April 3, 2007
It doesn't seem like investing should be all that hard. Save some money, find a decent investment, and then take a nice long coffee break and let your money do the heavy lifting until you're rich. But just because investing doesn't take a lot of grunt work doesn't mean it's simple. In fact, the real challenge in investing is keeping yourself from getting distracted by day-to-day events that aren't really important in the long run.
Perhaps the hardest thing investors have to learn is how to weather market downturns. The ever-present threat of market crashes keeps some people awake at night. Seniors who still remember the Great Depression cling to their insured bank CDs, having vowed not to get burned twice by the whims of stock prices. Younger investors who've struggled for every penny they put in their accounts can't stomach the idea of half of it disappearing in a matter of days. Yet by reacting to their fear by avoiding stocks entirely, they often leave themselves ill-prepared for dire consequences that are much more likely to occur.
There are many reasons why you shouldn't lose sleep over the next market crash:
- It won't be as bad as you think. If you're just getting started with investing, your savings probably don't amount to a whole lot. Compared with how much you'll be putting aside for retirement and other long-term goals over the coming years, what you have now isn't all that significant. Consider: If you have $10,000 right now and add an extra $200 to your investments each month over the next 30 years, even a major 50% drop will only hurt your final balance by about 11%.
- You have the right stocks. Just because the market is crashing doesn't mean that the price of every single stock falls. After a big drop, the stocks you hear most about are those that drop the furthest, such as Cisco (Nasdaq: CSCO ) and Intel (Nasdaq: INTC ) after the tech bubble. In many cases, however, there are stocks that manage to avoid much of the damage or even rise in the face of broad market declines. For example, companies like Caterpillar (NYSE: CAT ) and SYSCO (NYSE: SYY ) performed well even while most other stocks were falling sharply. And while some market drops affect nearly every company, there are always some stocks that don't fall nearly as far as others.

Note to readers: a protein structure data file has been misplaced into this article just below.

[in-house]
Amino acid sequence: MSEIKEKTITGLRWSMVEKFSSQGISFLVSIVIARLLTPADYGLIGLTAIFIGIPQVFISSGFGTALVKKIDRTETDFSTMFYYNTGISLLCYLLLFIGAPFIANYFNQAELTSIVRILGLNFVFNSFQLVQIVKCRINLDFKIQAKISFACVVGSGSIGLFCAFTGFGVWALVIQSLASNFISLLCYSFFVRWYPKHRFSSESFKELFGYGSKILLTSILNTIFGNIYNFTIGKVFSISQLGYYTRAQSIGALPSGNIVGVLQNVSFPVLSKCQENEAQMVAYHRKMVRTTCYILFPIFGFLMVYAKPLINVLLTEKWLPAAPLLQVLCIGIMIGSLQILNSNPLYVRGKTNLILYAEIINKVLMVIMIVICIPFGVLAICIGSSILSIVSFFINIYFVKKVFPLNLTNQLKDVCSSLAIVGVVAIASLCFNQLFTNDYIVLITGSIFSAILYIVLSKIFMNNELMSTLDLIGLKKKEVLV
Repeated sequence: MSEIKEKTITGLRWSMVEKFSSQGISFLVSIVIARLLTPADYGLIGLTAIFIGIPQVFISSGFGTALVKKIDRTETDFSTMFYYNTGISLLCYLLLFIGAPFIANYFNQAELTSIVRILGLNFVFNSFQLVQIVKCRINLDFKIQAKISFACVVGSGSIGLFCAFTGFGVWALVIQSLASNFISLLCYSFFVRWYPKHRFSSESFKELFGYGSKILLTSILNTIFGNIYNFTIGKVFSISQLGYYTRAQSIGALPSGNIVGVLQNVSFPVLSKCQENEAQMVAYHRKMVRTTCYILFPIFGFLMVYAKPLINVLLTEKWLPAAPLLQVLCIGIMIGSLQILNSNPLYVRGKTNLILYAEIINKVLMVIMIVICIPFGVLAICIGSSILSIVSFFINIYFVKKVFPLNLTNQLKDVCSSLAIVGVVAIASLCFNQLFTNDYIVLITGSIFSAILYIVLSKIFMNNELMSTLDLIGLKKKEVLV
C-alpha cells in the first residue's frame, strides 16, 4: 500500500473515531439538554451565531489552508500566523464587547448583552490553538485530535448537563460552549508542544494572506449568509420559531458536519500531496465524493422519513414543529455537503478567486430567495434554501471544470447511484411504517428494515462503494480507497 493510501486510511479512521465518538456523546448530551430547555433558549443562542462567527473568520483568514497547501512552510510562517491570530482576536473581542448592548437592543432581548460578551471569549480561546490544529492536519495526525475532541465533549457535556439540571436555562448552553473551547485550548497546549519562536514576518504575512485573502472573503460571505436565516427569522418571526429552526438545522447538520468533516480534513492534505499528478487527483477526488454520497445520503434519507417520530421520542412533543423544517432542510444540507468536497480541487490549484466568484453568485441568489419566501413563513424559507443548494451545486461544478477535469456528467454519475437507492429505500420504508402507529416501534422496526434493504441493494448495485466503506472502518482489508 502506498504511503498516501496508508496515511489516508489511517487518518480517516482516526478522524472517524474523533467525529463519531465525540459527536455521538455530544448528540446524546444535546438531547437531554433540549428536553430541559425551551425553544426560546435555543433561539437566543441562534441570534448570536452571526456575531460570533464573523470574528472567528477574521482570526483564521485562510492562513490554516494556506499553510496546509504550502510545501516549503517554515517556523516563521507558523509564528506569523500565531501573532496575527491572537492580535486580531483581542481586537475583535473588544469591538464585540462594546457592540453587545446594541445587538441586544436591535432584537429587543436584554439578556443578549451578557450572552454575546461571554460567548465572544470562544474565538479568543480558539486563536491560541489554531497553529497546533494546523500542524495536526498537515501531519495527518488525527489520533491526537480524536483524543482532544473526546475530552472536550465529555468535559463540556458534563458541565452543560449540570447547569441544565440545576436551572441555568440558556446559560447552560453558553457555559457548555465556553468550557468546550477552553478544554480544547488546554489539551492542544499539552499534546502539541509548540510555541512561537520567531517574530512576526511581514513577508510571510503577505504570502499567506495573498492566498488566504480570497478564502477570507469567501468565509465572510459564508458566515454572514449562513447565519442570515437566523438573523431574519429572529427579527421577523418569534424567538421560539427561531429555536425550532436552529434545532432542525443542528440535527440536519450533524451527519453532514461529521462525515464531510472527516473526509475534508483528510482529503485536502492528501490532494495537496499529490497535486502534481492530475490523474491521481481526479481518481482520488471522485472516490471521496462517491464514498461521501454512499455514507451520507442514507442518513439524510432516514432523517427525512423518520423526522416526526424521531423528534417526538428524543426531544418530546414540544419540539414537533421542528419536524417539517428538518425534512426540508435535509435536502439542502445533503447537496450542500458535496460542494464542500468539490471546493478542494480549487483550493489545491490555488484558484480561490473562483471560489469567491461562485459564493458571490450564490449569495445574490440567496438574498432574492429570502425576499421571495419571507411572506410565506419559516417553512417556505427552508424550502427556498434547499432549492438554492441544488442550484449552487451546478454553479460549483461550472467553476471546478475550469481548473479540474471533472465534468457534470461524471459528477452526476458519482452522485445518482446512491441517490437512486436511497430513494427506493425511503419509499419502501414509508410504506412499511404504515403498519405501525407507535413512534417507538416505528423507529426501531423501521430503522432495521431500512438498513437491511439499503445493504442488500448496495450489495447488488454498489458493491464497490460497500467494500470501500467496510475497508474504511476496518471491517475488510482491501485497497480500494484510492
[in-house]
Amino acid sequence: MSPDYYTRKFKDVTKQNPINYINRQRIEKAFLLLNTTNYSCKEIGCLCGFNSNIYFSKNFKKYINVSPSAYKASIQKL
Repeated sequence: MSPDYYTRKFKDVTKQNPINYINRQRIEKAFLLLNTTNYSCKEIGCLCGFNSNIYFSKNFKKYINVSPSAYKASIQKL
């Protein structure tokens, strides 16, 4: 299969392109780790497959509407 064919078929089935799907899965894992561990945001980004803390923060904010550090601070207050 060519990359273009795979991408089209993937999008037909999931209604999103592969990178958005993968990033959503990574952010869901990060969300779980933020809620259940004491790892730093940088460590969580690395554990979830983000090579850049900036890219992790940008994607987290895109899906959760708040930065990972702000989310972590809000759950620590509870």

- You have the right asset allocation. I'm not suggesting that everyone should be 100% invested only in stocks. But leaving out stocks entirely is an even bigger mistake for most investors. Depending on how much money you have, your particular financial needs, and your willingness to take risk, your investment portfolio should probably have at least some exposure to equities.
So if you're nervous about when the next zigzag in the market will make your account balances go down, have confidence in your financial plan and its ability to weather the next crash successfully. If, on the other hand, you don't have a financial plan yet, now's the right time to get started. Foolish finance experts Shannon Zimmerman and Dayana Yochim put together helpful hints for worried investors every month in their Motley Fool Green Light personal finance newsletter. With them on your team, you can count on having someone to celebrate with as you achieve your goals, as well as a shoulder to lean on through the inevitable pitfalls along the way. You're the best person to manage your money, and the Motley Fool Green Light team will show you how to get there. Start your financial plan today with a free, no-obligation trial membership.
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Intel is a Motley Fool Inside Value recommendation and SYSCO is recommended in Income Investor. Take a risk-free look at any of our newsletters for 30 days.
Fool contributor Dan Caplinger will never forget his first crash, but the ones since then haven't been as bad. He doesn't own shares of the companies mentioned in this article. The Fool's disclosure policy won't crash on you.